The new technology ranges from radar equipment developed for spotting enemy ground troops in Iraq and Afghanistan, to other mechanisms that help spot Ultralight aircraft.
The largest Border Patrol force in history has been unable to do its job, and never will, unless it is backed up with enough technology to look into every canyon and corridor and slice of sky along the entire 2,000-mile U.S.-Mexico border, contends U.S. Rep. Michael McCaul, head of the House Committee on Homeland Security.
"Securing our borders is first and foremost a national-security issue," McCaul said Monday. "We must identify the threats and be able to respond quickly, but we can't do either without seeing the entire border."
McCaul, a Republican who represents part of Harris County, was in Houston to unveil his $1 billion "Blueprint for Southern Border Security," largely based on his own trips to the border and conversations on the ground.
Foremost to his 43-page plan is getting to the point where the Border Patrol not only knows how many people are being apprehended and the quantity of drugs it is seizing but also how much it is missing.
The new technology McCaul cites ranges from radar equipment developed for spotting enemy ground troops in Iraq and Afghanistan, to other mechanisms that help spot Ultralight aircraft.
Speaking during a news conference at Rice University's Baker Institute for Public Policy, McCaul said he'd like to see it deployed where needed along the border, including the Rio Grande Valley, which he said is under less control than anywhere else on the border.
The result would be an ability to truly see what is happening along the entire border, he said.
The congressman's plan comes at a time when the Border Patrol has greatly expanded its force and already has deployed newer technologies, including drones, to detect those trying to cross the border.
But McCaul compared guarding the borderline to squeezing a water balloon, saying it does little good to squeeze one part of it and stop the flow of people and drugs if they are just going to squirt around and through somewhere else.
He said knowing Border Patrol statistics about the number of people arrested along the entire border without also knowing the number of people who were able to slip past, is like deciding a quarterback has had a great game because he had ten completed passes, without knowing how many passes he attempted.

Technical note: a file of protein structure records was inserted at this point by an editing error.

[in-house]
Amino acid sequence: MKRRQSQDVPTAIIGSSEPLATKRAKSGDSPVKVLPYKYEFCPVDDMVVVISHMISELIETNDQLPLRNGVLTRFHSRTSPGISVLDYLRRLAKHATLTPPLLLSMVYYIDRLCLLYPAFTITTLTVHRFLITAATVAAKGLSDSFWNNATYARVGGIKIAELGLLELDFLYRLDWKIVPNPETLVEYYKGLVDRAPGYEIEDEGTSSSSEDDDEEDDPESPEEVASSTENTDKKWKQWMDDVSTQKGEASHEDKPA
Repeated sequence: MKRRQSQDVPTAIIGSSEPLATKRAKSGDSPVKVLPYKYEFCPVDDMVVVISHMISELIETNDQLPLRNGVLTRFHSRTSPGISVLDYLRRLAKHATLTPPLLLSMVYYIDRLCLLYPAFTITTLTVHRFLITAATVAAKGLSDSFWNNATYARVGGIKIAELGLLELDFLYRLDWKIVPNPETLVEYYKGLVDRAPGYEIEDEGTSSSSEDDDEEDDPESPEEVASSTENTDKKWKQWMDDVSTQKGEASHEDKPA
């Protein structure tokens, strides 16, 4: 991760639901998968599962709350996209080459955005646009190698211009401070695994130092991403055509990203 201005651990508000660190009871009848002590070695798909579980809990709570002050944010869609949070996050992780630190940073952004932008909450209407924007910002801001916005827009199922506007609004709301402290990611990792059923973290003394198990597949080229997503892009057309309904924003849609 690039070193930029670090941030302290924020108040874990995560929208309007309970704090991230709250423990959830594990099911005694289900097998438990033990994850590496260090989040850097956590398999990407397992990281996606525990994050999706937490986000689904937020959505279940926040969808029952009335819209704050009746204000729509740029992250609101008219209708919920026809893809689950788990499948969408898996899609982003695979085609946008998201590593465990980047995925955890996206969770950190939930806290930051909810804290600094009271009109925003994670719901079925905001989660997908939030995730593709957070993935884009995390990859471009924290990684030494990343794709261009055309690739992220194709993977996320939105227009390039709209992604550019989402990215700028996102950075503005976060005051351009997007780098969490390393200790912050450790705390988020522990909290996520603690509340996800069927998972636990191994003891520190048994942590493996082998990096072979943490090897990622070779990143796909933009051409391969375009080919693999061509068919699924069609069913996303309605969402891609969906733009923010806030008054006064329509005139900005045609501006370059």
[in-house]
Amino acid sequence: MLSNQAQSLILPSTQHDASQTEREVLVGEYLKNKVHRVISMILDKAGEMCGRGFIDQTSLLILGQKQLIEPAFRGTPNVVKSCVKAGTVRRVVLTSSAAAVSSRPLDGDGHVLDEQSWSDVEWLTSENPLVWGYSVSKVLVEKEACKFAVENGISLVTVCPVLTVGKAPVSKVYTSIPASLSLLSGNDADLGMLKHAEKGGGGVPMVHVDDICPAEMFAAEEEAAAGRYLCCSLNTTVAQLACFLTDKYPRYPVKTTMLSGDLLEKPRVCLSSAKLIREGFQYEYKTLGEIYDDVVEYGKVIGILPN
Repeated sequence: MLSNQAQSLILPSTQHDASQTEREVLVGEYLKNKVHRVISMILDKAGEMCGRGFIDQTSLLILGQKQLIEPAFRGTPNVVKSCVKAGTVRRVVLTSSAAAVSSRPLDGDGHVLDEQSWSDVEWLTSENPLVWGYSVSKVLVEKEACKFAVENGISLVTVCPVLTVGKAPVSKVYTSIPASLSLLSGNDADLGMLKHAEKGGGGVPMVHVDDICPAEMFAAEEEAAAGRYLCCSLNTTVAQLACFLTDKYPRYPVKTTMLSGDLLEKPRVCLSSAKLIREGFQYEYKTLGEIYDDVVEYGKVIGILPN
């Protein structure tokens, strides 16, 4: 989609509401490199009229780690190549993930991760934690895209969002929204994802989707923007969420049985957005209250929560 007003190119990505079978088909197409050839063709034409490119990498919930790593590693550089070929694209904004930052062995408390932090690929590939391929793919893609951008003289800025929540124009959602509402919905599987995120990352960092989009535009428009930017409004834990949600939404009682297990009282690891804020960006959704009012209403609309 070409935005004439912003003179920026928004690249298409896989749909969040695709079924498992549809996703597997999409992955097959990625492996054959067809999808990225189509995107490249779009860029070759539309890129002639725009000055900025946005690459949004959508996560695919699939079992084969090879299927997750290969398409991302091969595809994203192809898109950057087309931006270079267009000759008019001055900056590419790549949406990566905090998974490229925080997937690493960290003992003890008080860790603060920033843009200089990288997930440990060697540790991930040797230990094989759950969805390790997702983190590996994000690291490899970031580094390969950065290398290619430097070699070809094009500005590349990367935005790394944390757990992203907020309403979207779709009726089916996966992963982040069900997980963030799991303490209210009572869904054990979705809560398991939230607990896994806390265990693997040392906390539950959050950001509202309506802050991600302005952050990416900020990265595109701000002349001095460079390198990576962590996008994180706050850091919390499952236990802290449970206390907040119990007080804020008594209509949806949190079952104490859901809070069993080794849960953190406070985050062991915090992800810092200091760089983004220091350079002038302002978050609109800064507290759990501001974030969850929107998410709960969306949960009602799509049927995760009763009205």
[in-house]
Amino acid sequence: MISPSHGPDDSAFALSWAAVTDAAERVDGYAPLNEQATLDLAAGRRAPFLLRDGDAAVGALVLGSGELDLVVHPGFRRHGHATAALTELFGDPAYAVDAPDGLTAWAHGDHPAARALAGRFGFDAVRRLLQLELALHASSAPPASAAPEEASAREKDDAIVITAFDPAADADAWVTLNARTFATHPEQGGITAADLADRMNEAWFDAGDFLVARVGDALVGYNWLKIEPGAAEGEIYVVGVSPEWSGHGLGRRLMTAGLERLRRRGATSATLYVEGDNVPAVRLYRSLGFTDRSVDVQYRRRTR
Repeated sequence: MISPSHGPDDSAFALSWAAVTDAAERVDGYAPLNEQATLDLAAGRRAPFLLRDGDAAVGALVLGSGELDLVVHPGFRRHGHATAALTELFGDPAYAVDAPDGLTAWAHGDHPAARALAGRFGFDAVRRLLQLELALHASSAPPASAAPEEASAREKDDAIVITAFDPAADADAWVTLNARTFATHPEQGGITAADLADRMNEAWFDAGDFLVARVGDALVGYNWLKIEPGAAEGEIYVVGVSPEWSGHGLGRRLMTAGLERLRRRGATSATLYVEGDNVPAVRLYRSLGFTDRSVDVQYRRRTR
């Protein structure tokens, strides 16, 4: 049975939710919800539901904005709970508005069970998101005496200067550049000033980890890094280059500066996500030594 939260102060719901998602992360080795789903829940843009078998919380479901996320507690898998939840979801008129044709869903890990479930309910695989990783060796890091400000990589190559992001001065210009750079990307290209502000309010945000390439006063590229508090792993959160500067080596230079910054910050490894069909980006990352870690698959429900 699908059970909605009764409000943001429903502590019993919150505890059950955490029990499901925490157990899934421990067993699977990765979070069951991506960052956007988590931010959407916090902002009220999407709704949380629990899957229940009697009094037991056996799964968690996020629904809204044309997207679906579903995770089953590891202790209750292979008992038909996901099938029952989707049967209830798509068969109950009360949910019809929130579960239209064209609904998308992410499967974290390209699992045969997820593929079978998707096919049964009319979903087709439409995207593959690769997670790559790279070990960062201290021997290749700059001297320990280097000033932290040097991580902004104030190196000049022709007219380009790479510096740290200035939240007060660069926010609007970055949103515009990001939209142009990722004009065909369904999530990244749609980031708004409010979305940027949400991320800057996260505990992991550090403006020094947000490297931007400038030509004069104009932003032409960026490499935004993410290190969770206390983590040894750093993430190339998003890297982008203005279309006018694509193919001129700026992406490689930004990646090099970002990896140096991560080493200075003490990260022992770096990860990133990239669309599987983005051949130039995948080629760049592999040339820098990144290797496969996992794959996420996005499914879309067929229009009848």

Christopher Wilson, senior associate at the Mexico Institute of the Woodrow Wilson International Center for Scholars, said such accountability makes sense.
"One of the main challenges is starting to understand who you are not catching, who you are not even seeing as they are coming across the border," Wilson said.
"Looking for ways to improve that understanding of what is happening makes sense if your goal is to understand what is happening at border crossings," Wilson said. "The less of that black hole you have of unidentified crossings, the better you can have a strategy."
Officials in 2013 were startled in Arizona when an airborne surveillance drone - which could look at what was coming across the border there versus what agents were able to catch - collected information that revealed agents were catching less than half the people that slipped into the United States in that area. The drone could see more people than agents were able to catch.
McCaul said he has the support of numerous federal officials for the blueprint, which he estimated would cost about $1 billion and take less than two years to implement.
He said his plan is ambitious and the price tag is significant, but pales compared to the approximately $100 billion spent on the border in the past 25 years.
David Aguilar, recently retired as acting commissioner for Customs and Border Protection, which oversees the Border Patrol, where he was formerly the chief.
Aguilar said one of the best things the Border Patrol has going for it is public support for getting the job done.
He recalled how back when he started with the patrol in 1978 there were about 2,200 agents in the entire patrol. Today there are more than 21,000, not to mention a dramatic increase in equipment in the air and on the ground. Back then, agents would do their own mechanics work on official vehicles to keep them running. Today they are supported by drones.
"The border has been transformed, certainly, to a higher degree of security," said Aguilar, who has founded the firm, Global Security & Intelligence Strategies."Does more need to be done? Absolutely," he continued." "We have to be realistic about this, acknowledging a lot of money has been spent on the border, but recognizing the point of departure: when this country started being interested in border security, we were in miserable shape."
Tony Payan, director of the Mexico Center at the Rice University's Baker Institute, said it is time to shift priorities.
"Border communities and cities remain some of the safest places to live," he said. "We do have a high degree of operational control along the border," he said. "It means we do have a large amount of resources and they are working."
He said McCaul's concerns and his plan were just the same rhetoric heard for years from some Texas politicians who blame the borderline for everything.
"It is a very narrow perspective on the border itself," Payan said.
When asked how he would know when the border was finally secure, McCaul said it would be simple.
"I believe it is kind of like the adage, you'll know it when you see it," he said. "You'll know it when we don't have 60,000 kids going across, you'll know it when we don't have these loads of drugs."
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